Fisher said the LAO “provided service and representation” to 13,000 more people in 2017-2018 than in 2013-2014. Fisher said Mulroney has not provided a source for her claim that the LAO served more than 100,000 fewer clients in 2017-2018 than in 2013-2014.

“This claim is not true,” says Fisher. “Whether or not Doug Ford knows that, the statement is inaccurate. He has misled Ontario.”

According to the lawyers at the press conference, a possible explanation for the claim that LAO is serving fewer clients for higher pay is that in the auditor general’s report there was a decline of .6 per cent in “total service,” due to a drop of 18.1 per cent in “number of clinic files” from 2013 to 2018. In the report, it shows that there were 170,429 clinic files in 2017 and 2018, with an average cost of $503 versus 202,390 clinic files in 2012 and 2013 with an average cost per file of $357.

The auditor general’s report notes, however, that, in 2017-2018, LAO’s legal clinics changed their counting system. Prior to 2017, they counted as clinic files any services provided to clients — including “brief services, advice and referrals”— whereas after, the LAO counted only files where case representation was provided.

“So, Legal Aid Ontario gave clinics a different system for counting. That meant that we were now comparing literally apples to oranges,” says Petricone.

In her letter, Mulroney also included an excerpt of the auditor general’s 2018 annual report, which told of a lawyer who billed $150,000 to LAO from May 2013 to August 2016 using their daily rate policy of billing. This lawyer was found to have an office only five kilometres away from the court and so should have used hourly rate billing. Legal Aid Ontario did not find out how much the lawyer overbilled and how much should be recovered, said the report.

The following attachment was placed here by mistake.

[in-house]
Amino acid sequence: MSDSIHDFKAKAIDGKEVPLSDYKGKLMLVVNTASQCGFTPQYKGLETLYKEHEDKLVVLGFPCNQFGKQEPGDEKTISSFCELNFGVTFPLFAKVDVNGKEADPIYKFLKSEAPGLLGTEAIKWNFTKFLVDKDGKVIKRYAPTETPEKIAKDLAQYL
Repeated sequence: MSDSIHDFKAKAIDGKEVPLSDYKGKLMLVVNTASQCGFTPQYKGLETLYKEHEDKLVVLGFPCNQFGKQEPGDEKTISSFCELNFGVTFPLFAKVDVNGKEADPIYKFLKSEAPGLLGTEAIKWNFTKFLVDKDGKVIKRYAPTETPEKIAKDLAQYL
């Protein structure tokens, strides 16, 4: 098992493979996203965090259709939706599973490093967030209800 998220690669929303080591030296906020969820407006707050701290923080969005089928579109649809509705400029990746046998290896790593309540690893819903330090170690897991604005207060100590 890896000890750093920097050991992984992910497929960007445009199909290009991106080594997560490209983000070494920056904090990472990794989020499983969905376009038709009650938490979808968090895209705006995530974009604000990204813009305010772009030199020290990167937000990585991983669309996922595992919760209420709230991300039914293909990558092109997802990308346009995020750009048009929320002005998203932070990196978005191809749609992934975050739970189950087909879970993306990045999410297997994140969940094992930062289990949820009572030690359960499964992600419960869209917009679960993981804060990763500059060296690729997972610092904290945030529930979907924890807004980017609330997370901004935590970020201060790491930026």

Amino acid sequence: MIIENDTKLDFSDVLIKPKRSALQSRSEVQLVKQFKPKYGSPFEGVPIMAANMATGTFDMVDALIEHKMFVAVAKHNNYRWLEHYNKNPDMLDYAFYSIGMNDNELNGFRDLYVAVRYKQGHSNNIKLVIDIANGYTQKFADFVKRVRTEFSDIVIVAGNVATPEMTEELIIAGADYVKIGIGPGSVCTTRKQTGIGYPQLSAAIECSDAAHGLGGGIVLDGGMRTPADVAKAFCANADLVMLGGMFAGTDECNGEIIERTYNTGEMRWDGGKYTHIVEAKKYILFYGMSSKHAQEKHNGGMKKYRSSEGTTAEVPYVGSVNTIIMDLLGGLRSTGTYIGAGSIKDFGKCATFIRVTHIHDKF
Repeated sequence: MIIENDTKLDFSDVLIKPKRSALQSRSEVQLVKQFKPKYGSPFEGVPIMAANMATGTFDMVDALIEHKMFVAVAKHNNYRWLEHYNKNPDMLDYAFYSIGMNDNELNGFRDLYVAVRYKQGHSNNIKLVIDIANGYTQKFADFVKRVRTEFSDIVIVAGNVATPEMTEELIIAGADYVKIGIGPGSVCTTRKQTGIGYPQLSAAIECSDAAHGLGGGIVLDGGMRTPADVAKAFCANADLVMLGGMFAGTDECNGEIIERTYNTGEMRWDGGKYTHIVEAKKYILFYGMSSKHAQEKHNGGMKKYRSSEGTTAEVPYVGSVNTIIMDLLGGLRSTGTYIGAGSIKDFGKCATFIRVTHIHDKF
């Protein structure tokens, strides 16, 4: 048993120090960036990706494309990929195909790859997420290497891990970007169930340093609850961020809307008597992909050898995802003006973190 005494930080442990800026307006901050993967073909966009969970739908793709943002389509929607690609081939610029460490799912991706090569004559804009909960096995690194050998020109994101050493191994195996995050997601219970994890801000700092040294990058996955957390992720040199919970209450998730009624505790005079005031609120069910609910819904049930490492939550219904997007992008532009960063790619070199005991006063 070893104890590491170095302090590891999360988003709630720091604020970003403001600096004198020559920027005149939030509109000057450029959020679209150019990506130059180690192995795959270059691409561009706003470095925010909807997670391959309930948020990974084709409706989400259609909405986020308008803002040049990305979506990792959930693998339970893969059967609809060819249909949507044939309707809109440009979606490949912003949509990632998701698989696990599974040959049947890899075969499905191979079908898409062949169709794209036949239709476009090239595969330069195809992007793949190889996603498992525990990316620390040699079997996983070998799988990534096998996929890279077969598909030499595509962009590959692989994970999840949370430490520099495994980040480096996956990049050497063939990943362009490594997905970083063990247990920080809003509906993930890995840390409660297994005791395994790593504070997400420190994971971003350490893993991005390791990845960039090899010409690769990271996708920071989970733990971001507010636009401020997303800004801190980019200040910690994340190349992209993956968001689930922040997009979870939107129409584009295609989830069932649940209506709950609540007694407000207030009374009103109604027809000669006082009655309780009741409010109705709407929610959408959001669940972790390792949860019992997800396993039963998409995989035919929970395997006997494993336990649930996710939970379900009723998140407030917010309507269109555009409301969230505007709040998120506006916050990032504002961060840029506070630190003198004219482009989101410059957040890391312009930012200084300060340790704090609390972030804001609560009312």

Mulroney followed the excerpt with: “Quite simply, better accountability is required.”

Mulroney also told LAO that the federal government’s “failure” to fund refugee and immigrant legal services is also weighing on LAO’s finances and that she had requested that the feds increase that funding by $28 million per year.

Mulroney said her government expects Ottawa to fully fund immigration and refugee law cases being heard by federal tribunals or in federal court and added that the ministry wished to work with LAO to “modernize” its services.

“As we work to modernize LAO, I would remind you that there are two stakeholders that must always be front of mind: the clients LAO serves and the taxpayers who pay the bills,” said Mulroney.

However, Boulakia says the cuts will have terrible results.

“If the province wants to demand more funding, they could do it responsibly instead of hurting people who are utterly vulnerable and using the pain that those people are suffering as some kind of bargaining chip,” says Boulakia.

Jesse Robichaud, director of communications for the Ministry of the Attorney General, could not provide comment responding to the lawyer’s press conference before deadline.